Welcome to Gull Island.
This windy, treeless little island in Lake Ontario sits just off the south shore of Presqu’ile Provincial Park, in Brighton, Ontario. It is a haven for wildlife. Discovering who is there during different seasons of the year is what makes Gull Island fascinating.
In March, thousands of gulls and terns return to Gull Island to breed and nest. Gull Island is closed to human visitors from March through September to protect these massive colonies of breeding birds. Last March there was still a significant snow cover on the island, and the lake was still frozen, but the gulls returned and noisily staked out their territories nonetheless.
Caspian Terns, the largest terns in the world, nest on Gull Island. Gazing out towards Gull Island, I found the tern’s courtship activities so fascinating I didn’t realize two of them were dive bombing me from above until it was too late. I bid a hasty retreat! When I looked up information about these terns when I got home I learned that they have gouged people’s faces by diving at them. Oops…
In spring and fall, shorebirds feed on the algae beds around Gull Island. They are often so intent on eating that close up views are easily possible. This fall, I saw my first Hudsonian Godwit, as well as some beautiful Sanderlings, and many more. The rare and elusive Purple Sandpiper shows up on Gull Island in the late fall most years. No photo here, as I have yet to see one. For more on shorebirds, see my previous post: Spectacular Shorebirds
In early November, Short-Eared Owls may stop by to feed on the voles that live on the island. This is the only sighting of a Short-Eared Owl I have ever made. It was in November, three years ago, on my first crossing to Gull Island. I thought wearing rubber boots would be sufficient to wade out there, but was dead wrong, as the wind and the waves filled my boots up with water within seconds. Not to worry, I just dumped out my boots, saw this beautiful owl, then went to the tea room at the annual “Christmas at Presqu’ile” craft show and devoured warm rum cake and coffee.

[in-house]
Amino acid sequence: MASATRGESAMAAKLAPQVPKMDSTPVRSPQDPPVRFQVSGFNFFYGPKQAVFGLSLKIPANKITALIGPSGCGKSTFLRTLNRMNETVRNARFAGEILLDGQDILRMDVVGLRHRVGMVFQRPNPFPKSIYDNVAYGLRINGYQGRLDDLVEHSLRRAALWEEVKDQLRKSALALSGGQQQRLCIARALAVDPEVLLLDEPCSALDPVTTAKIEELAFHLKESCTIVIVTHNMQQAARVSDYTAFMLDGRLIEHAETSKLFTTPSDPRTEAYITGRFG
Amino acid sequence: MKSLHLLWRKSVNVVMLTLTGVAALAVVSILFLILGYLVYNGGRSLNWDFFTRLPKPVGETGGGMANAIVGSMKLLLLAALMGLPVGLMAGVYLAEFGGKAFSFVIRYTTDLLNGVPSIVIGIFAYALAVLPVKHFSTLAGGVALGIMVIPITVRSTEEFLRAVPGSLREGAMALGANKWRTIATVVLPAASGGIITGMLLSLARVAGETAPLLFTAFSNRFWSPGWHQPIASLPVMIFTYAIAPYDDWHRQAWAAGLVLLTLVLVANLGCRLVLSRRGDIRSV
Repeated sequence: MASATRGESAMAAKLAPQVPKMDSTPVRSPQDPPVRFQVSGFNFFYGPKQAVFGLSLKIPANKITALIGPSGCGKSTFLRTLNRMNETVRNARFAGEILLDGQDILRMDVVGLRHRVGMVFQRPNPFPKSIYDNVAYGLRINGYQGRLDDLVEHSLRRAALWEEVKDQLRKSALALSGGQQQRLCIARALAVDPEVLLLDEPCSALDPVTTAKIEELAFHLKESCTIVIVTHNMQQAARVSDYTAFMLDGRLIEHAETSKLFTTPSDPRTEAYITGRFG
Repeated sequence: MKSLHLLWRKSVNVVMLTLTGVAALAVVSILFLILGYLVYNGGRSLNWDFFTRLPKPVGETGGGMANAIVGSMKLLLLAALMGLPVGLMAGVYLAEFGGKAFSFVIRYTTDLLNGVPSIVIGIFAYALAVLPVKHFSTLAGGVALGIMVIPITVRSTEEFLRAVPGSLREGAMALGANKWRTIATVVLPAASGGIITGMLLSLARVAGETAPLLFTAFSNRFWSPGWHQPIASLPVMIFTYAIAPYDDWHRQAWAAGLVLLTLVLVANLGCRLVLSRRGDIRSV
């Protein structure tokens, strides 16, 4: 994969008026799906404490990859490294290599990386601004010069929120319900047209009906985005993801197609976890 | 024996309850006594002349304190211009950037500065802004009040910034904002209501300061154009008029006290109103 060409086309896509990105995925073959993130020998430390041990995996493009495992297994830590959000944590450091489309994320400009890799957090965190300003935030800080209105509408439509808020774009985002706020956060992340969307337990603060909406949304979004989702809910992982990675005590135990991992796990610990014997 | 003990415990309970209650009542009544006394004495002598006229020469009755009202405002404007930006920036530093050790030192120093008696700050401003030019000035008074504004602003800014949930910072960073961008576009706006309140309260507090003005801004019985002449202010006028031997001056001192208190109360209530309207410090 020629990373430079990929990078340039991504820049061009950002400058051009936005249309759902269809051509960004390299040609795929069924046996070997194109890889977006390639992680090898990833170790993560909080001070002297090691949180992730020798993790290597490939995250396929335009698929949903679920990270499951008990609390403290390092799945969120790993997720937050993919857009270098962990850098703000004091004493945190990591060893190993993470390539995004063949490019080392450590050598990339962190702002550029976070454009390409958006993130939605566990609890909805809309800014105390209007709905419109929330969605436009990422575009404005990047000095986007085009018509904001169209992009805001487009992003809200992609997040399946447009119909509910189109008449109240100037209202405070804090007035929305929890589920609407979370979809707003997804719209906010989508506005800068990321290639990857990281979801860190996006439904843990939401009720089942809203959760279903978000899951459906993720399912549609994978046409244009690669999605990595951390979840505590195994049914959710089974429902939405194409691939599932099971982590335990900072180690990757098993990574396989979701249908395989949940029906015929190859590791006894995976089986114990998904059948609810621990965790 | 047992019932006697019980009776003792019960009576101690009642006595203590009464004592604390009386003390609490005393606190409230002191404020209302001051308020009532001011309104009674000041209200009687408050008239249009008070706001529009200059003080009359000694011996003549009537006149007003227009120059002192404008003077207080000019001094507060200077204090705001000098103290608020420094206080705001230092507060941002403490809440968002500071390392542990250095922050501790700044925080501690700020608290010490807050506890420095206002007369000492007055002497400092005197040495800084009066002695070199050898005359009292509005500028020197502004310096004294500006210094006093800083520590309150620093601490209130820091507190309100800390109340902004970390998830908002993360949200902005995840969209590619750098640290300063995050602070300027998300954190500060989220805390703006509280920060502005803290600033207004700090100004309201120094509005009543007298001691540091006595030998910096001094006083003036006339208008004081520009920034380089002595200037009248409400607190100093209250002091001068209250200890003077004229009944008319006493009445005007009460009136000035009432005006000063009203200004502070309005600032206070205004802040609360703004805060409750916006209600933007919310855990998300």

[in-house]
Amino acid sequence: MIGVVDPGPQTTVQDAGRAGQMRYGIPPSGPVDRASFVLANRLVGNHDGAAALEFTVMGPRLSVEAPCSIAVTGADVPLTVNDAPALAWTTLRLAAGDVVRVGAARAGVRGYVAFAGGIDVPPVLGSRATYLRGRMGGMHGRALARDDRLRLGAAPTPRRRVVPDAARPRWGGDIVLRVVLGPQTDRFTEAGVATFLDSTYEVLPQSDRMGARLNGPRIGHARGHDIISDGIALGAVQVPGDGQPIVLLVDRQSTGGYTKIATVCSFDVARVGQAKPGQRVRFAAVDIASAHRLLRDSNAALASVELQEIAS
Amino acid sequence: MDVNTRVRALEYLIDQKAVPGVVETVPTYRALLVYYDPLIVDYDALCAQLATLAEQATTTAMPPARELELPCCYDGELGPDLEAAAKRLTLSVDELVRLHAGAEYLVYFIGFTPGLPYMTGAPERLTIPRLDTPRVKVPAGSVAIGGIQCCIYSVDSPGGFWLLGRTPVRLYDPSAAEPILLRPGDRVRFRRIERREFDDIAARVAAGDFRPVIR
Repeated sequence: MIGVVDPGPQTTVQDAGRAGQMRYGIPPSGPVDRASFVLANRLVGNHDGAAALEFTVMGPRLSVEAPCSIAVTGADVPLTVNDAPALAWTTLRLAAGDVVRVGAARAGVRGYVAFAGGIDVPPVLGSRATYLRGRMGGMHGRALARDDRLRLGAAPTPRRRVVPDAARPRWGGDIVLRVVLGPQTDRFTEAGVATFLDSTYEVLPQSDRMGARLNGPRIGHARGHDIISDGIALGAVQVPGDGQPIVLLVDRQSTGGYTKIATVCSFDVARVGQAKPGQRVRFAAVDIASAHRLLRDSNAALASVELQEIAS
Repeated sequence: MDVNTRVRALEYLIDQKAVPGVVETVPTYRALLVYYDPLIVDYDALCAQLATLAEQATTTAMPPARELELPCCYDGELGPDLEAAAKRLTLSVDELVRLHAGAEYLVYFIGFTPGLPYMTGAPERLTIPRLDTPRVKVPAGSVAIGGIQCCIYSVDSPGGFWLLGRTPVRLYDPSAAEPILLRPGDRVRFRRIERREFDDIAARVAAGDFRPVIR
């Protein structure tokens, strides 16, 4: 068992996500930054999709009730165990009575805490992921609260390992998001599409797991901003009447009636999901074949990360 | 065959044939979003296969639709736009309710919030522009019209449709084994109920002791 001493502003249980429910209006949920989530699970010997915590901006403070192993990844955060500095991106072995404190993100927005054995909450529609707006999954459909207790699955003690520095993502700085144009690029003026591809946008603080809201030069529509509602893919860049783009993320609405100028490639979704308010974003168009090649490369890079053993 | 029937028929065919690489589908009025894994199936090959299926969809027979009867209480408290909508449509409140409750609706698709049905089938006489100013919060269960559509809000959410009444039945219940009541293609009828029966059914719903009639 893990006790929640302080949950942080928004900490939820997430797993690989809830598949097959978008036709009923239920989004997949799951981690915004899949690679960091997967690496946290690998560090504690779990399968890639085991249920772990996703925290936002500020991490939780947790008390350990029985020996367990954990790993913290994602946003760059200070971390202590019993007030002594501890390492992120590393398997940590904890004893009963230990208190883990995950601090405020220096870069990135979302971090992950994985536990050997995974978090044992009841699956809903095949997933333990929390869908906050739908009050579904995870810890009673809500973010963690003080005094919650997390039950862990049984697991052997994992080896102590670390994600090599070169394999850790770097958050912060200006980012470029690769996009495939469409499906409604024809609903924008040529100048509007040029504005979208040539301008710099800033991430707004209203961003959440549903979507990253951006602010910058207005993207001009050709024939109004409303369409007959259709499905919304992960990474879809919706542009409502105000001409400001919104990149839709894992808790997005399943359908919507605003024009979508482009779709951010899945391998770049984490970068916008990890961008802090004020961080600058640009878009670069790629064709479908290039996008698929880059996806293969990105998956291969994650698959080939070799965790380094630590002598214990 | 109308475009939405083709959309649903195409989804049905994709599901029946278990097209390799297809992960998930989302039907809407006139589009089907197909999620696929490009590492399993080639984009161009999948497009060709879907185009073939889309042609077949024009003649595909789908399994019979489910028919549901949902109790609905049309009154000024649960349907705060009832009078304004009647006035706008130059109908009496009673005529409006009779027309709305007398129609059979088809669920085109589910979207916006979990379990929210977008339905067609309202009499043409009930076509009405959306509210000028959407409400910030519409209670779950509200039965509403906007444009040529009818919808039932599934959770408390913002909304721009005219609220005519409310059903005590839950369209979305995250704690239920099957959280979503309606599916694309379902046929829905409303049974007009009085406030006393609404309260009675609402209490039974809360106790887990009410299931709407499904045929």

Getting to Gull Island is part of the fun! In the early autumn you can just roll up your pants and wade across. Bringing a change of shoes is always a good idea.
In the winter when the lake freezes, the crossing to Gull Island looks more like Antarctica. Wading? Unwise.
Ice “volcanoes” form on Lake Ontario, caused by wave action and heaving ice. On windy days, the water sprays right up through these volcanoes and into the air. I have seen foxes and coyotes running around near these ice volcanoes as I cross over to the island. So far they have given me a wide berth.
Spectacular scenery, but wear your ice cleats!
So now let me introduce you to the real stars of Gull Island, as far as I am concerned, the Snowy Owls!
These beautiful hunters consistently show up each year to spend the winter around the offshore islands at Presqu’ile. There are voles to hunt, as well as abundant waterfowl.
Long-Tailed Ducks are common in the open waters near Gull Island. I have seen Snowy Owls dive down to the water to try to catch them.
Last winter I saw Snowy Owls with Common Mergansers they had captured on 3 separate occasions.
Sometimes, when I am standing warm and dry on the mainland, I look out at Gull Island and ponder “Should I, or shouldn’t I?” The answer is always “YES-GO!”
Gull Island is full of surprises. It would be terrible to miss out!